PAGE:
Creating a sheet of NHL ice outdoors provides fans fresh viewing attractions, but it also offers unpleasant logistical and weather-dependent scenarios aplenty. After playing one or two outdoor games per year since its first in 2008, the NHL is expanding its al fresco schedule to six games in five North American stadiums between Jan. 1 and March 2, stretching from the Bronx to Los Angeles. The man responsible for making it all happen is NHL ice guru Dan Craig. The scariest part? Even Craig can't control the weather on game day.
This is an article from the Dec. 30, 2013 issue
MAKING THE ICE
The NHL rolled out a second mobile rink-refrigeration device in December, a 53-foot-long, 300-ton truck that houses ice-making and monitoring equipment. Ammonia is run though the truck, where it mixes with glycol coolant before being sent though the 243 custom-made aluminum trays under the ice. The mixture is then pumped back through the truck to cool off, and the cycle repeats, insuring a continuous 3,000-gallon flow of coolant. If all goes well, the ice stays a perfect 22°.
As for the ice surface itself: The NHL spends up to 10 days misting 20,000 gallons of tap water—Craig hasn't had to use his portable water-treatment device to improve city water just yet—to create a sheet that's two inches thick. That's nearly a full inch thicker than indoor arenas, to account for the possibility of more melting.
WHERE TO PUT THE RINK
Football fields have crowns and baseball fields can slope. To improve sight lines for spectators, the rink stretches from first to third base on baseball fields and sits dead center in football stadiums. Any slopes get wiped away by building up the rink's subfloor.
MONITORING THE ICE
Sixteen sensors made by Eye on the Ice are embedded into each outdoor surface to collect data, including ice and air temperature, humidity and dew point. The probes transmit the info to computers, and if any of the measurements give cause for alarm, the system can alert crew members by email or text message.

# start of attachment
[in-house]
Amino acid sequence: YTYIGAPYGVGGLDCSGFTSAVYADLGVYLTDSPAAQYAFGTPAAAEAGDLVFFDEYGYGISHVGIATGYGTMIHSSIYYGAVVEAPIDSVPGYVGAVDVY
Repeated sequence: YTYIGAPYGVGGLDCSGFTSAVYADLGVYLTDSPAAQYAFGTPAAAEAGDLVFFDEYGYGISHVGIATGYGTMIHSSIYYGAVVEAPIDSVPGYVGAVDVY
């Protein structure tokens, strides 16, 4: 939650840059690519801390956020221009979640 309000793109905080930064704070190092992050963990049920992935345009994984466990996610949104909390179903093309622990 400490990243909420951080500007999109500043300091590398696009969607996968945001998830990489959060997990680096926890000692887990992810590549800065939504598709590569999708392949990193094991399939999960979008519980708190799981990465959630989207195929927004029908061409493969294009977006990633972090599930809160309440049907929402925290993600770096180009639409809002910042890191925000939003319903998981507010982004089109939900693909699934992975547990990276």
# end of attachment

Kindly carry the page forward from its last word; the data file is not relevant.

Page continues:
THE L.A. ISSUE
Craig wants game-day weather of 45° and overcast. Rain can puddle up and wash away ice. And warm sun? We know what that does. January nighttime temperatures in L.A. tend to be in the mid-40s, but when the sun comes out they climb into the 70s. So the NHL will lay thermal blankets over the ice during the day to shield it, forcing crews to work the graveyard shift to make the ice. These blankets will get used in other cities too, especially near the boards, where sun glare can really warm ice.
• Jan. 1, Michigan Stadium, Ann Arbor, Mich.
• Jan. 25, Dodger Stadium, Los Angeles
• Jan. 26 and 29, Yankee Stadium, New York City
• March 1, Soldier Field, Chicago
• March 2, BC Place, Vancouver, B.C.
THEY SAID IT
"My wife—my wife!—can score more than two buckets on 11 shots, because I know my wife will at least shot-fake one time."
Southern Illinois basketball coach, after a 73--65 loss to Murray State in which his post players were 2 for 11
Games it took the 76ers to set the single-season record for the number of times allowing an opponent to make at least 15 threes. The Nets became the sixth team to do it to Philly when they hit 21 treys in a 130--94 win.
Luxury tax bill the Yankees must pay, the second largest in history. The Bombers have now contributed $252.7 million of the $285.1 million that teams have paid since the tax was instituted 11 years ago.
Game-winning goals for Jaromir Jagr after he found the net in the Devils' 5--2 win over the Senators. That moved him past Gordie Howe for the most in NHL history.
TIMES J.R. SMITH HAS ATTEMPTED AT LEAST 17 THREES IN A GAME SINCE THE BEGINNING OF THE 2008--09 SEASON. (THE KNICKS' GUARD WAS 5 FOR 17 IN A 107--101 DOUBLE-OT DEFEAT OF THE BUCKS ON DEC. 18.)
Other NBA players who have taken at least 17 treys in a game during that time period.